PLEASE...This thread (me) was asked this question...Start your own thread if you have ideas for Patricia...Don't post them here. It leaves bad information on a much viewed thread that is supposed to give good information doable by anyone...Fiberglass Dave
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Old 09-05-2016, 11:56 AM   #263
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Fiberglass Dave: I've got a rub mark on the front of my Casita, approximately 1/2 inch high by a little over one inch long.

The prior owner had a wood box on the front of the trailer that looks like it wore a hole through the fiberglass.

Anyway, I have to do something to patch this. I also have a smaller round hole on the front. I see you have recommended JB Weld on small holes. Is there a particular JB Weld product for fiberglass? Or is it just regular stuff. I have repaired holes in plastic fenders on my car with a JB Weld product, came in a cylinder, you cut off a piece then worked the two parts together and applied it like putty.

Its down low on the front of the trailer. I don't think a "perfect" color match is necessary.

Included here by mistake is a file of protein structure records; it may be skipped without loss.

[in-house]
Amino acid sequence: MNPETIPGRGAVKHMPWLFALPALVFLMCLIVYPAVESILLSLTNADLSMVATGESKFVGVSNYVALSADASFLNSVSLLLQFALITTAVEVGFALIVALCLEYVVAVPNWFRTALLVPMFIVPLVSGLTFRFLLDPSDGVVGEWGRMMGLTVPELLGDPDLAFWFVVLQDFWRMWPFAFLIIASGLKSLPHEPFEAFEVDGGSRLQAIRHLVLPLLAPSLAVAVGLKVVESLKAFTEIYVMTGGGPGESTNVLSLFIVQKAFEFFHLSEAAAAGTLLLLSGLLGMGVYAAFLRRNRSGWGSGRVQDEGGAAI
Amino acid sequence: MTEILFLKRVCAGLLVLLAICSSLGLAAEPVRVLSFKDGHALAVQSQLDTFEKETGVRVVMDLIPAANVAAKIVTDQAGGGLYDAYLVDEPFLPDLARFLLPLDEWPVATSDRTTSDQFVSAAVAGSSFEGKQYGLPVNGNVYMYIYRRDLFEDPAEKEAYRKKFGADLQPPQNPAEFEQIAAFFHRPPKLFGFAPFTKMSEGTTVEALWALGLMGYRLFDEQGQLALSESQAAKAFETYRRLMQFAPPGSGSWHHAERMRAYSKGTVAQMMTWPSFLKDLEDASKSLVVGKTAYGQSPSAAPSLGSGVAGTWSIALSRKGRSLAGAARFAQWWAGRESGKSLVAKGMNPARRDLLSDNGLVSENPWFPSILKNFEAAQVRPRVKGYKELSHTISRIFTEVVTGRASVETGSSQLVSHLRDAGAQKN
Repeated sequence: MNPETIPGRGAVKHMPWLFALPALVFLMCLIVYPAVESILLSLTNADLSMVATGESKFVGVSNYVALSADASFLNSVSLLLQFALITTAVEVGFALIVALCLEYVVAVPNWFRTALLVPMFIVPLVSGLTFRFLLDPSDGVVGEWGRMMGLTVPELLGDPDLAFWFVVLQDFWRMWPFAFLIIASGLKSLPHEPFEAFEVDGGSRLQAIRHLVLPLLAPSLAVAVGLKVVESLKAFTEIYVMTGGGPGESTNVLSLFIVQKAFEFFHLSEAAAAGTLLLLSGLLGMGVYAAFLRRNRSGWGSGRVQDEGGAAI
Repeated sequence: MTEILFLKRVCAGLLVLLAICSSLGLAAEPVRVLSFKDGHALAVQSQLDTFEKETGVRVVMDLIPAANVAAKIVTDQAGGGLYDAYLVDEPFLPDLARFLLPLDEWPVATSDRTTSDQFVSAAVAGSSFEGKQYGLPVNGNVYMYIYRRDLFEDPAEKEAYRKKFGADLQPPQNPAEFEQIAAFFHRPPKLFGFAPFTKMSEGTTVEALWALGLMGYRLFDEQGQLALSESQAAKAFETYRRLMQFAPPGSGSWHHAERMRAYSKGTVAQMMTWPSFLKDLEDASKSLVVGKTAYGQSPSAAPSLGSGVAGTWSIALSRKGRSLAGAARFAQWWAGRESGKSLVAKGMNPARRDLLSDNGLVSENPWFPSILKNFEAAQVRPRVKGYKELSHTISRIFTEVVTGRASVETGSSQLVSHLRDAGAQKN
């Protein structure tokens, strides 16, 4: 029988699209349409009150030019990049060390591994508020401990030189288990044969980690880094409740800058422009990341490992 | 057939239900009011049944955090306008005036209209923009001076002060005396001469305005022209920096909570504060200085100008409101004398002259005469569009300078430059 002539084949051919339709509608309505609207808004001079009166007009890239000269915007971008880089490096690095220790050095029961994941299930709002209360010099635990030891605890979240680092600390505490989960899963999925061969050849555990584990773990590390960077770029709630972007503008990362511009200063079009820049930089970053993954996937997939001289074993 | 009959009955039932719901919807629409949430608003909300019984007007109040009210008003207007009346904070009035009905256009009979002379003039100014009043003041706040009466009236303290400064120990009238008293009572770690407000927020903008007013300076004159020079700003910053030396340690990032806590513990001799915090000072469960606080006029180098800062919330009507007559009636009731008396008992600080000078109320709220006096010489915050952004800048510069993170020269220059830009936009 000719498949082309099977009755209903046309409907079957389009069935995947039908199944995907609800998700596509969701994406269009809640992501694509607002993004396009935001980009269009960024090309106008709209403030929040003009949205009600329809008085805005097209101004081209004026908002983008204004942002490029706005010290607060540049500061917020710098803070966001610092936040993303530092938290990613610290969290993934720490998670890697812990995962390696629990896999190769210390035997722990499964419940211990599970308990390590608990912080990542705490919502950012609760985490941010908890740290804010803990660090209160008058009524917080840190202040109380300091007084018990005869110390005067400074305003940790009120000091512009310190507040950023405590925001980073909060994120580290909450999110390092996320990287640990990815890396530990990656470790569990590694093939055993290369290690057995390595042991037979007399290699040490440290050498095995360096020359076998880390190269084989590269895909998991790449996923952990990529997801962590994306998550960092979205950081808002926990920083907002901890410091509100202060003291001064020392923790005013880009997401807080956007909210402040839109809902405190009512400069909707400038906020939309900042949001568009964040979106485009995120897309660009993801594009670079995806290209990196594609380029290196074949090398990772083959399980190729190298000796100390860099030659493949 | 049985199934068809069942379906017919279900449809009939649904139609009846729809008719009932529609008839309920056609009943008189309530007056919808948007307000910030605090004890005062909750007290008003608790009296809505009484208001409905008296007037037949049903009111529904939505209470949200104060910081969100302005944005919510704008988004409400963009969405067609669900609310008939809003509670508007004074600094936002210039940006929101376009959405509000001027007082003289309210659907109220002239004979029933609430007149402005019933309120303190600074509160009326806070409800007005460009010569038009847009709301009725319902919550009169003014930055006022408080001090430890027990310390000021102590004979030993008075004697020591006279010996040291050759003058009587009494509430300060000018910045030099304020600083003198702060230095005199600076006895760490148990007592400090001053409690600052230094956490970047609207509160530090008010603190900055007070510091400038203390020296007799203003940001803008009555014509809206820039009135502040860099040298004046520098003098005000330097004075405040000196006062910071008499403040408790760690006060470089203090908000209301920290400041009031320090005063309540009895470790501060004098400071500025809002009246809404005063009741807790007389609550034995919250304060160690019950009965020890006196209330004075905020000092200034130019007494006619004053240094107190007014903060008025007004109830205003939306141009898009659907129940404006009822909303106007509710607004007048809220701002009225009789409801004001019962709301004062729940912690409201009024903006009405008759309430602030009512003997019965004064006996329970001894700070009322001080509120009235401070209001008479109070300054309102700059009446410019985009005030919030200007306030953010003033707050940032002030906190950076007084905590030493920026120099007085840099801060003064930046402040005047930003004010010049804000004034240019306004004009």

[IMG]IMG_5884 by wrk101, on Flickr[/IMG]

[IMG]IMG_5883 by wrk101, on Flickr[/IMG]
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Old 09-05-2016, 12:01 PM   #264
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Thank you

Thank you to everyone who has taken an interest in my predicament and has made thoughtful suggestions. I have decided the steps that I am going to take to deal with the flex in the floor but, for today, I am taking today I am going to focus on cutting the birch plywood wall panels so I can feel like I am making some progress.
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Old 09-05-2016, 01:57 PM   #265
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Originally Posted by thrifty bill View Post